Self-Driving

Here's how to find out if autonomous vehicles are being tested in your town

In the future, vehicles will be connected via a number of technologies designed to remove the burden of driving for owners.

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No matter what you've heard from various automakers, there's currently no such thing as a self-driving car. There, now that the big letdown's out of the way, we can talk about what is happening right now. Tesla, Cadillac, and others offer systems that will take charge and pilot a vehicle down the highway in very limited circumstances. Tesla's Autopilot and Cadillac's Super Cruise may someday become autonomous systems, but today offer quite limited functionality in the grand scheme of things.

Autonomous vehicles (AVs) will become more common over time, as the technology and regulations catch up to engineers' imaginations, which will require testing. Most states have created some degree of legislation on AVs, but the level to which they regulate the industry is all over the map. Let's take a closer look at AV testing and what's involved with the process.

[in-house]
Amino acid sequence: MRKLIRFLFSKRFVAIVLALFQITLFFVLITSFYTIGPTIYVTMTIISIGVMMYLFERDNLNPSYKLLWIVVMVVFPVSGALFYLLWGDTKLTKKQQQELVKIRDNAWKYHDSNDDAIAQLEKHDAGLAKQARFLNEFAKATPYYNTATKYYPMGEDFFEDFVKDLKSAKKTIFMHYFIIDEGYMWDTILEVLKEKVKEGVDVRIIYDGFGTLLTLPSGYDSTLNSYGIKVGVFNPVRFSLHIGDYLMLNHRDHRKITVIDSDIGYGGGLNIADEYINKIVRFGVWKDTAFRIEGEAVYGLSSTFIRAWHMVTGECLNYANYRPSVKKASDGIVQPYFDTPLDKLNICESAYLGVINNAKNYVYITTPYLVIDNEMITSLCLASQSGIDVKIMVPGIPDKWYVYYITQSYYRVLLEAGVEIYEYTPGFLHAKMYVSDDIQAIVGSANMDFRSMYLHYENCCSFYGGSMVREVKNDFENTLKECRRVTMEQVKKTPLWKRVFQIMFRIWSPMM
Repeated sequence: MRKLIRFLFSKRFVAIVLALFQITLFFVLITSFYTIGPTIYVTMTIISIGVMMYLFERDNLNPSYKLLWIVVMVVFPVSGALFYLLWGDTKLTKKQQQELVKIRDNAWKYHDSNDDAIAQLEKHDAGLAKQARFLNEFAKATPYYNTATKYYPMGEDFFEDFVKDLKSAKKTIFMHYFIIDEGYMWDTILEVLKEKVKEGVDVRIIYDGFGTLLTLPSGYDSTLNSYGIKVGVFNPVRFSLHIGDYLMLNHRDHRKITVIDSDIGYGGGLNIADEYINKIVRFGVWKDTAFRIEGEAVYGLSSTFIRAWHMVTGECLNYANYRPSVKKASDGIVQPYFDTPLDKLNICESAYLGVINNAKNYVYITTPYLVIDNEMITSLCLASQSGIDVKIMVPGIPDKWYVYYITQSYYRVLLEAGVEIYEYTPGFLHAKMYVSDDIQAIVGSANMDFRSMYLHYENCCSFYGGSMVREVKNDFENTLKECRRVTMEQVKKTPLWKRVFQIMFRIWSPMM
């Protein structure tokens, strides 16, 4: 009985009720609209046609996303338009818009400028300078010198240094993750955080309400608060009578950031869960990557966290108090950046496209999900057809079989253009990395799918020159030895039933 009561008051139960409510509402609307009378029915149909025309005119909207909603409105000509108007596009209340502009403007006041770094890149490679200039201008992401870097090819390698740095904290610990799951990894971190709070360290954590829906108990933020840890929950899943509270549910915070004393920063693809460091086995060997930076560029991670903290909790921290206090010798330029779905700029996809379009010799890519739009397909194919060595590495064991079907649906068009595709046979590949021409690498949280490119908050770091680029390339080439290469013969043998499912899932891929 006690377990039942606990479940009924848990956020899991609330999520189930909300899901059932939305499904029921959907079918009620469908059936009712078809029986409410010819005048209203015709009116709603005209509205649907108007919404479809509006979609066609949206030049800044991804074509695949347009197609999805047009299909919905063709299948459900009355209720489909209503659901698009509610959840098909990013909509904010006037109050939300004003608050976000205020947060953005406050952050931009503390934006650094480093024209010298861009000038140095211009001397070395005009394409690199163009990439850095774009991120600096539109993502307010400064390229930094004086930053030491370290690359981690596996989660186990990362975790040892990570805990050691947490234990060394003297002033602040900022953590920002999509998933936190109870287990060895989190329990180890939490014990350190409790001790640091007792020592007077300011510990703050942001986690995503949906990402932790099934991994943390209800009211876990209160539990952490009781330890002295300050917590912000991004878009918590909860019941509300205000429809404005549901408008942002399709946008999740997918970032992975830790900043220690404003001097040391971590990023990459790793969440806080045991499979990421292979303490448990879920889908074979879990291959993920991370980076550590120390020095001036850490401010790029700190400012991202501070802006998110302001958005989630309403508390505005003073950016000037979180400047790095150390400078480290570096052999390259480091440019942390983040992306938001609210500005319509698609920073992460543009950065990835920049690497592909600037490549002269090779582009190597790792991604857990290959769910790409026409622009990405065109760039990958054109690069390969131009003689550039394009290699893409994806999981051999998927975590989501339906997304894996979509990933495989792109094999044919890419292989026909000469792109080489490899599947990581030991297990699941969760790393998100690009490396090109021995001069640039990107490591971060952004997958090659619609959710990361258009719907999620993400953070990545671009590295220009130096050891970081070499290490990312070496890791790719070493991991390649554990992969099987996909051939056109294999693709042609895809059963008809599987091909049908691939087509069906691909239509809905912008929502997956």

What are the levels of automation?

What do we mean when we say, "level of automation?" Well, it turns out that autonomous vehicles aren't a monolithic group. The Society of Automotive Engineers (SAE) has created a six-level system (including zero) for designating the level of automation that a vehicle is capable of.

  • Level 0 - A vehicle rated at Level zero is one in which the driver is always in control. There may be support features, such as blind spot monitoring, but their interventions are brief.
autonomous vehicle sitting in traffic in China

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  • Level 1 - Vehicles carrying Level 1 autonomous tech are capable of providing steering, braking, or acceleration support to the driver. These systems can include features like adaptive cruise control or lane centering. Level 1 vehicles are capable of providing steering or braking support for the driver, not both.